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Income Taxes During Retirement
Old 03-03-2018, 05:44 PM   #1
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Income Taxes During Retirement

I was told that during retirement, when tapping into your 401k you should pay income taxes twice per year, as opposed to just once per year. I have not gotten a chance to speak to my tax guy yet, but, is this true?
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Old 03-03-2018, 05:48 PM   #2
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I was told that during retirement, when tapping into your 401k you should pay income taxes twice per year, as opposed to just once per year. I have not gotten a chance to speak to my tax guy yet, but, is this true?
If you mean estimated taxes that is one way to pay them, the better alternative is of course to have the amount withheld from the distribution you make. (Just look at your top tax bracket and pick that percentage). There is still only 1 filing deadline per year.
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Old 03-03-2018, 05:55 PM   #3
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I only pay once, but usually it involves a $20 penalty or so. I have pension, 401k, divvies and interest, and rental income. The rental income fluctuates, depending how I elect to control it. That is, I may take a longer time to "rehab" a unit, and may change out things because "they're due", increasing my costs and lowering my income.
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Old 03-03-2018, 06:04 PM   #4
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The IRS will expect that you are paying throughout the year, but there is no penalty for making payments less frequently. Some have their taxes deducted from their 401K withdrawal, but that means you need to take out 10% more (if that is the amount you are having withheld). I prefer to pay taxes from my taxable savings rather and keep the investment working until I need it.
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Old 03-03-2018, 06:15 PM   #5
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so far I have been paying once a year. However, I have not taken out of 401k's as I don't have any. I have done roth conversions. I let my tax refund (if any) go toward the next year taxes. Then in the first quarter I pay estimated taxes to bring the total to what I paid in taxes the previous year. So far this has worked well. I may do much larger roth conversion this year (doing them in December). If so, I will likely at the same time pay a second estimated just after doing the conversion. I don't decide how much to convert until late December typically because I don't know distributions from investments until then.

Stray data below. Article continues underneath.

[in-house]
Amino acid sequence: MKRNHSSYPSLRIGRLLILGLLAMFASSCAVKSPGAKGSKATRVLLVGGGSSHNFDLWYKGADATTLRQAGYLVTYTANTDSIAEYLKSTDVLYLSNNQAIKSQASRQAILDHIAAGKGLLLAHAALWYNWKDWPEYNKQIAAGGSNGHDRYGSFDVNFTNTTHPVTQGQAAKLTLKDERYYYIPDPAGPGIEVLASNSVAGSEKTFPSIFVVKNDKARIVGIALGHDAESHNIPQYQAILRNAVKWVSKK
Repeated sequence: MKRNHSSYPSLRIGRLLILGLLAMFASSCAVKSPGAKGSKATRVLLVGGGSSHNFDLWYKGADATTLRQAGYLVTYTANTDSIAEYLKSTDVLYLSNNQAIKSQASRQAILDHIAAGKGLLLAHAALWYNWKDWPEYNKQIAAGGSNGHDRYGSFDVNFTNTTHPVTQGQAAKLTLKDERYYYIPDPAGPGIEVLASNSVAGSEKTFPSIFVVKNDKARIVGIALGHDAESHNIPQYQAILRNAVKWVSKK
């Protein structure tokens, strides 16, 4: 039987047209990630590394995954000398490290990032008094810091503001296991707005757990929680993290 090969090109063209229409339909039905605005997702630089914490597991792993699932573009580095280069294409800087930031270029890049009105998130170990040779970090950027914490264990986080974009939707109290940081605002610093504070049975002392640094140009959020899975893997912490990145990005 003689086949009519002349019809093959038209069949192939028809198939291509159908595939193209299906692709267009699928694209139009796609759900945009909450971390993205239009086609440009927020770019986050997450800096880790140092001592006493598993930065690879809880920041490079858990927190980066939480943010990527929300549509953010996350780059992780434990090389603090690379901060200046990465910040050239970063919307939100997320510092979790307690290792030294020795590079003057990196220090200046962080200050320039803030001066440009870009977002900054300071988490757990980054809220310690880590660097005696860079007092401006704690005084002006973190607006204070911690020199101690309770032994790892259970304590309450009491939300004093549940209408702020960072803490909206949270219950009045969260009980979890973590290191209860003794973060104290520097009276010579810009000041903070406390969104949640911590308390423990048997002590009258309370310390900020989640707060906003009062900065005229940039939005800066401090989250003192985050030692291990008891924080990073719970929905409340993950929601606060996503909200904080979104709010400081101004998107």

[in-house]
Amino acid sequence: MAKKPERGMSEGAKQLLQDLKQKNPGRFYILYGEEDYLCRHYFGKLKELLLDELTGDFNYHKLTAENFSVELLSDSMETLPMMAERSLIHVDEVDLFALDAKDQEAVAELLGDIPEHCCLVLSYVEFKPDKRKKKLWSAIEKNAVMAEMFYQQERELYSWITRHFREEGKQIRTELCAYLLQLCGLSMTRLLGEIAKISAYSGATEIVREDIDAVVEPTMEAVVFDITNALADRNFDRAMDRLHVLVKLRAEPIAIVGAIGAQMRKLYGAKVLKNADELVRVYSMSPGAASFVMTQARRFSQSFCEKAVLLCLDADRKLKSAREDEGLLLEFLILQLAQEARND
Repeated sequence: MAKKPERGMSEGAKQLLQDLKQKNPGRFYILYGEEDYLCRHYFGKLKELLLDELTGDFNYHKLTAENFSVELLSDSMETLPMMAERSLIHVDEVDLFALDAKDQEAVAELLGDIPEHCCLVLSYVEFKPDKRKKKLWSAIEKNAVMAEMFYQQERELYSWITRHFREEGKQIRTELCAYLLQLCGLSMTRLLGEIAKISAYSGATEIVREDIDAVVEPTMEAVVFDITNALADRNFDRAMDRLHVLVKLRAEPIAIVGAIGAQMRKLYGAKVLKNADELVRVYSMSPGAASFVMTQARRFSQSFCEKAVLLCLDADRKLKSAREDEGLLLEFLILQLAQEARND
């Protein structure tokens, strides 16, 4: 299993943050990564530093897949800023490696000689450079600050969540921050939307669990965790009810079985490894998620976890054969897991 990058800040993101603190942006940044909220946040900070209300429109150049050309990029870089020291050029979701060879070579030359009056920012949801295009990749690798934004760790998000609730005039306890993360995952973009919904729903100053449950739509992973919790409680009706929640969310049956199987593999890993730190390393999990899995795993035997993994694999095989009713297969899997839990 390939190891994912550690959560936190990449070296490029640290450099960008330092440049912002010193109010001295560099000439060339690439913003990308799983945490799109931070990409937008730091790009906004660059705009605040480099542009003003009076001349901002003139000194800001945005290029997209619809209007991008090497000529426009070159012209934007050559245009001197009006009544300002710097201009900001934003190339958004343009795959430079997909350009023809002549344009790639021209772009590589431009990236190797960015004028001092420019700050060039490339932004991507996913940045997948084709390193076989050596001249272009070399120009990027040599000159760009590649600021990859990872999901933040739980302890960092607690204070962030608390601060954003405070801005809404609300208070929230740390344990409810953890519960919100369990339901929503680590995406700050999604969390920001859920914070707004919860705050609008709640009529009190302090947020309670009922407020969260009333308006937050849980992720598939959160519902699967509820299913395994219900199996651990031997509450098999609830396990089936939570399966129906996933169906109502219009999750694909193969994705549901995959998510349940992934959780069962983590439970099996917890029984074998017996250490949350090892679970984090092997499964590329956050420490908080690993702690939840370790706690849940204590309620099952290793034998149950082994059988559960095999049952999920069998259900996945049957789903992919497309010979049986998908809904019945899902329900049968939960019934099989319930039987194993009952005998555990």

So far no penalties.
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Old 03-03-2018, 08:19 PM   #6
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Originally Posted by LXEX55 View Post
I was told that during retirement, when tapping into your 401k you should pay income taxes twice per year, as opposed to just once per year. I have not gotten a chance to speak to my tax guy yet, but, is this true?
If enough taxes are withheld as part of your withdrawal I think you get get away with once a year at the end of the year.
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Old 03-03-2018, 08:41 PM   #7
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I believe you have to be within 100% of the previous years tax payment or 90% of current tax as not to incur a penalty.
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Old 03-03-2018, 08:48 PM   #8
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I believe you have to be within 100% of the previous years tax payment or 90% of current tax as not to incur a penalty.
^^This^^

Safe harbor is to pay in 110% of the prior year's tax. Plus, in any case, you need to match the timing of your payments with the timing of your income. Therefore, for example, if you take a once per year distribution and have no other income, then paying once per year is fine.

If you had distributions made monthly, then the default (quarterly payments) is acceptable.
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Old 03-03-2018, 09:48 PM   #9
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I use the iRS website and pay quarterly. I also do it for the sate of CA.
The strange thing is that CA wants it 30%,40%,0% and 30%. strange
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Old 03-03-2018, 10:06 PM   #10
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^^This^^

Safe harbor is to pay in 110% of the prior year's tax. Plus, in any case, you need to match the timing of your payments with the timing of your income. Therefore, for example, if you take a once per year distribution and have no other income, then paying once per year is fine.

If you had distributions made monthly, then the default (quarterly payments) is acceptable.